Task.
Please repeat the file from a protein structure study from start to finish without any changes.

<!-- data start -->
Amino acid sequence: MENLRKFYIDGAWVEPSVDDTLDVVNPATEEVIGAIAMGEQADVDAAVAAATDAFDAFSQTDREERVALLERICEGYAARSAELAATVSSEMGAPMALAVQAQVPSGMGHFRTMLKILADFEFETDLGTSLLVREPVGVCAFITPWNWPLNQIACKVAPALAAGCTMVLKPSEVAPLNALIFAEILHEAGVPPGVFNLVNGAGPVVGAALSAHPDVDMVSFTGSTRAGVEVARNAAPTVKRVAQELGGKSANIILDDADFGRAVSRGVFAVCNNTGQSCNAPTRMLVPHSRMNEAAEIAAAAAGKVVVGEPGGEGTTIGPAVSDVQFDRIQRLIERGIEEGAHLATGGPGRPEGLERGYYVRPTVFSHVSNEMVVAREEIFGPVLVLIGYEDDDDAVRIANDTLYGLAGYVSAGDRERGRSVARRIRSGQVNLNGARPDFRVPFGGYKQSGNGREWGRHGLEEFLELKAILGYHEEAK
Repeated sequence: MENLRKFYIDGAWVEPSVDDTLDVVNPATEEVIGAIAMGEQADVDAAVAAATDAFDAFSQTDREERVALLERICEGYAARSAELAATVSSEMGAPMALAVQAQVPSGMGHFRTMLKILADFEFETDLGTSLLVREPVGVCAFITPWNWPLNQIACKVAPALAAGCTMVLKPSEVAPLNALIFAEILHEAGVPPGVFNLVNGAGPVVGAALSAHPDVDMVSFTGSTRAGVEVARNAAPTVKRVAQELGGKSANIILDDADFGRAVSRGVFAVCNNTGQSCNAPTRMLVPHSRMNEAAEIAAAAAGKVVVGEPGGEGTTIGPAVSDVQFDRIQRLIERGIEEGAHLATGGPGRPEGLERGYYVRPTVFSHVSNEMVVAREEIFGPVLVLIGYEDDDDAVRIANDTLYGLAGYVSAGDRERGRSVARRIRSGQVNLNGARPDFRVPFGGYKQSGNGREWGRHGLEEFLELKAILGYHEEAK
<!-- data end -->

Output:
Amino acid sequence: MENLRKFYIDGAWVEPSVDDTLDVVNPATEEVIGAIAMGEQADVDAAVAAATDAFDAFSQTDREERVALLERICEGYAARSAELAATVSSEMGAPMALAVQAQVPSGMGHFRTMLKILADFEFETDLGTSLLVREPVGVCAFITPWNWPLNQIACKVAPALAAGCTMVLKPSEVAPLNALIFAEILHEAGVPPGVFNLVNGAGPVVGAALSAHPDVDMVSFTGSTRAGVEVARNAAPTVKRVAQELGGKSANIILDDADFGRAVSRGVFAVCNNTGQSCNAPTRMLVPHSRMNEAAEIAAAAAGKVVVGEPGGEGTTIGPAVSDVQFDRIQRLIERGIEEGAHLATGGPGRPEGLERGYYVRPTVFSHVSNEMVVAREEIFGPVLVLIGYEDDDDAVRIANDTLYGLAGYVSAGDRERGRSVARRIRSGQVNLNGARPDFRVPFGGYKQSGNGREWGRHGLEEFLELKAILGYHEEAK
Repeated sequence: MENLRKFYIDGAWVEPSVDDTLDVVNPATEEVIGAIAMGEQADVDAAVAAATDAFDAFSQTDREERVALLERICEGYAARSAELAATVSSEMGAPMALAVQAQVPSGMGHFRTMLKILADFEFETDLGTSLLVREPVGVCAFITPWNWPLNQIACKVAPALAAGCTMVLKPSEVAPLNALIFAEILHEAGVPPGVFNLVNGAGPVVGAALSAHPDVDMVSFTGSTRAGVEVARNAAPTVKRVAQELGGKSANIILDDADFGRAVSRGVFAVCNNTGQSCNAPTRMLVPHSRMNEAAEIAAAAAGKVVVGEPGGEGTTIGPAVSDVQFDRIQRLIERGIEEGAHLATGGPGRPEGLERGYYVRPTVFSHVSNEMVVAREEIFGPVLVLIGYEDDDDAVRIANDTLYGLAGYVSAGDRERGRSVARRIRSGQVNLNGARPDFRVPFGGYKQSGNGREWGRHGLEEFLELKAILGYHEEAK